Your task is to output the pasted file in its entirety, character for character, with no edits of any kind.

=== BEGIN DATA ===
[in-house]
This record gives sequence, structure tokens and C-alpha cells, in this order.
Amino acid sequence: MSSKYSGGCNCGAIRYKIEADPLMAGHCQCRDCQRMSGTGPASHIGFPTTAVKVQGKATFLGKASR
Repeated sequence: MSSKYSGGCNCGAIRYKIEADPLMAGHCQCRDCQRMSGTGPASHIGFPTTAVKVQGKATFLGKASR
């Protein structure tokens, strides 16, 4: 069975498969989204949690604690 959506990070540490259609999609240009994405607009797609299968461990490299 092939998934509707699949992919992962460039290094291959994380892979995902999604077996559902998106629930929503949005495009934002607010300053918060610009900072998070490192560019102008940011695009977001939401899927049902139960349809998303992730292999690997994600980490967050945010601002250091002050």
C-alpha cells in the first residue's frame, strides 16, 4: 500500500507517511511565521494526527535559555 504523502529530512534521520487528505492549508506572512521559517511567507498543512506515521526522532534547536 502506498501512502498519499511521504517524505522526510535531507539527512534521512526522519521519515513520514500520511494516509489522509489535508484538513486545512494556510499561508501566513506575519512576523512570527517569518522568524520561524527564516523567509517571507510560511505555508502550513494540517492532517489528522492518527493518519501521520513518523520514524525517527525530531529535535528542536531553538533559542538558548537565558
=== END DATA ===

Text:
[in-house]
This record gives sequence, structure tokens and C-alpha cells, in this order.
Amino acid sequence: MSSKYSGGCNCGAIRYKIEADPLMAGHCQCRDCQRMSGTGPASHIGFPTTAVKVQGKATFLGKASR
Repeated sequence: MSSKYSGGCNCGAIRYKIEADPLMAGHCQCRDCQRMSGTGPASHIGFPTTAVKVQGKATFLGKASR
């Protein structure tokens, strides 16, 4: 069975498969989204949690604690 959506990070540490259609999609240009994405607009797609299968461990490299 092939998934509707699949992919992962460039290094291959994380892979995902999604077996559902998106629930929503949005495009934002607010300053918060610009900072998070490192560019102008940011695009977001939401899927049902139960349809998303992730292999690997994600980490967050945010601002250091002050």
C-alpha cells in the first residue's frame, strides 16, 4: 500500500507517511511565521494526527535559555 504523502529530512534521520487528505492549508506572512521559517511567507498543512506515521526522532534547536 502506498501512502498519499511521504517524505522526510535531507539527512534521512526522519521519515513520514500520511494516509489522509489535508484538513486545512494556510499561508501566513506575519512576523512570527517569518522568524520561524527564516523567509517571507510560511505555508502550513494540517492532517489528522492518527493518519501521520513518523520514524525517527525530531529535535528542536531553538533559542538558548537565558